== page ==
- states that local plans can pass the test of soundness when local authorities have been unable to identify land for growth for years 11 to 15 of the plan period
Heritage Alliance Heroes awards
The Heritage Alliance Heroes awards 2014 are now open for applications. The scheme is intended to celebrate the outstanding contribution to society made by heritage volunteers in England. The award scheme is open to all Alliance member organisations and their members. Applications should be submitted by 15th September.
Events and Seminars
Neighbourhood Planning – how to do it with heritage 13 August, Oxford
There are now around 1,000 Neighbourhood Plans being prepared around the country and heritage is a significant issue for many of them. HTF Chair, Dave Chetwyn, will facilitate a practical workshop to show how to deal with heritage through the Neighbourhood Plan process. Dave is Managing Director of Urban Vision Enterprise, Planning Advisor to Locality, author of the Locality Neighbourhood Planning Roadmap Guide and he has acted as a neighborhood plan independent examiner.
Dave will be joined by speakers from DCLG and local case studies now putting their plans into practice.
Historic Built Environment Seminars Oxford 2014 – October 14 – FREE EVENT
The New Towns Agenda – Masterplanning for new towns, garden cities and urban extensions in the historic environment – theory, practice and examples
The Historic Towns Forum, the Association of Small Historic Towns and Villages, and Kellogg College are pleased to announce the inaugural series of Historic Built Environment Seminars. Beginning in 2014, these seminars will address current and contentious topics within the historic built environment, fostering academic dialogue, professional practice, and providing an arena in which the public, private, civic and academic sectors can engage in heated and healthy debate about all aspects of the topic in hand. The seminar series will be accompanied by published proceedings each following year.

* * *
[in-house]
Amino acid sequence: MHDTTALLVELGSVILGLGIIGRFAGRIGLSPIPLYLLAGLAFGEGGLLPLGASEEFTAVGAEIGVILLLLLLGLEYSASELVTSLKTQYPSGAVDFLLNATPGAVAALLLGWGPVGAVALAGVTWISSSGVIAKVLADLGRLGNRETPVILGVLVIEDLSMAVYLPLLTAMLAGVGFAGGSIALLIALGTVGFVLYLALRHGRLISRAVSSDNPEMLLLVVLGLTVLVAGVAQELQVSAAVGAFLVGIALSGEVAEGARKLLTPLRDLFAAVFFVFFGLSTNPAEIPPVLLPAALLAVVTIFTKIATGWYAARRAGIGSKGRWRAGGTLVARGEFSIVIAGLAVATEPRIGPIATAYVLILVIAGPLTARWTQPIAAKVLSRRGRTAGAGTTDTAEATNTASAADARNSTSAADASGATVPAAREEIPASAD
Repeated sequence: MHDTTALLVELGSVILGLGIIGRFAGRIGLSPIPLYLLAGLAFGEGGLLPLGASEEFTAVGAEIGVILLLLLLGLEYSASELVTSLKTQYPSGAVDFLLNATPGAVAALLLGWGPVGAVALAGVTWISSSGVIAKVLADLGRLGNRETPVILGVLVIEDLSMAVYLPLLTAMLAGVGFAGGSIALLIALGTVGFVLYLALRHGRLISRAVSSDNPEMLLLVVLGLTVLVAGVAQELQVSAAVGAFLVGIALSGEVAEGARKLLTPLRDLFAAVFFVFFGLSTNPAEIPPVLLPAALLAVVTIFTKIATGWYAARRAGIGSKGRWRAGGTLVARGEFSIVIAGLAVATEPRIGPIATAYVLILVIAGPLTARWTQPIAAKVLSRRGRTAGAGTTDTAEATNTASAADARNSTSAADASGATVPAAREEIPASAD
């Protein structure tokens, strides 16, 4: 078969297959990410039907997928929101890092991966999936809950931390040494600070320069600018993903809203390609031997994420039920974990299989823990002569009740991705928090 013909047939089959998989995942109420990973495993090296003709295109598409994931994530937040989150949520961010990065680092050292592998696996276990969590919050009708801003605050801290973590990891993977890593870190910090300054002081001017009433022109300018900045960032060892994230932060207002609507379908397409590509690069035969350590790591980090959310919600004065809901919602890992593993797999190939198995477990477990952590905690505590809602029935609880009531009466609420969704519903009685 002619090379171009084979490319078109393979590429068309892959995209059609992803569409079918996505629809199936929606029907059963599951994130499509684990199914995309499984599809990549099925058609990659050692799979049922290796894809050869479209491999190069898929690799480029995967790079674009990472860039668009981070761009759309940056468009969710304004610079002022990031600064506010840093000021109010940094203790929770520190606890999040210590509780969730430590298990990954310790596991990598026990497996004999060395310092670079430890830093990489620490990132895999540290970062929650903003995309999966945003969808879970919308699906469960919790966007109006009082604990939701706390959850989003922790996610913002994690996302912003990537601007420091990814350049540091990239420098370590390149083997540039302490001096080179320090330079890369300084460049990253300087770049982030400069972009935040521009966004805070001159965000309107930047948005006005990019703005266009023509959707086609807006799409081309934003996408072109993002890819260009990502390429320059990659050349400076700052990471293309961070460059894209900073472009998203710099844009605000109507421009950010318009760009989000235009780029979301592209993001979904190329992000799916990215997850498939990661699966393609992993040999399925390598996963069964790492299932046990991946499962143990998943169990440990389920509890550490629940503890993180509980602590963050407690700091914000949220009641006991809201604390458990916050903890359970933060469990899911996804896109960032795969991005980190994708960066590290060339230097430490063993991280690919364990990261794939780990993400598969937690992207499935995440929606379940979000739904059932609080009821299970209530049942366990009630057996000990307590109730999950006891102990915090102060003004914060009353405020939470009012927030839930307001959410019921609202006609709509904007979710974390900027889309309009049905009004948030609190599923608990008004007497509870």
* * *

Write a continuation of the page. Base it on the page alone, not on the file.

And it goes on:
The first of these took place on 25 February, and was a full house, and a resounding success, featuring David Lock, of David Lock Associates (and ex- Milton Keynes Development Corporation Chief Planner) on New Towns and Masterplanning. This was followed on June 03 by Elain Harwood from English Heritage, on The building of the English New Towns, and was a riveting and lively canter through the history of the New towns movement.
Seminars begin with wine and nibbles at 7pm, followed by the seminar and discussion at 7.30pm. The event will finish at 9pm. The remaining seminars are as follows:
14 October Peter Larkham, Birmingham City University, on Conserving the post-Second World War reconstruction: a contentious idea
These are free events. Register here or register online
Please do join us!
Forthcoming Historic Towns Events – October - tbc
We are currently planning a Retail and Tourism in Historic Towns event in Wyre, for October, with support from VisitEngland, English Heritage, Wyre Council and Revive & Thrive. Ask for details here
Annual Conference – November – Chester - tbc
Our Annual Conference this year will be held in Chester in November, and will focus on Growth Issues in Historic Towns. Ask for details here
Mind the Gap: Addressing the Tourism Divide - 10 June - Liverpool
This year the tourism industry will have a significant presence at the International Festival for Business (IFB) 2014. We would be delighted if you were to join us for VisitEngland’s free Regional Growth Conference, Mind the Gap – Addressing the Tourism Divide, on June 10th 2014 at the Museum of Liverpool.
The conference will focus on the opportunities and challenges facing the regional growth of tourism around the country. Headline speakers include: The Lord Shipley OBE, Deputy Chair, Regional Growth Fund Independent Advisory Panel, Helen Grant MP, Tourism Minister and Evan Davis, Economist, Journalist & BBC presenter. With London booming, where does that leave the rest of England? Experts from destinations, transport and the tourism industry will debate how we can work together to address the widening gap between the capital and the rest of England.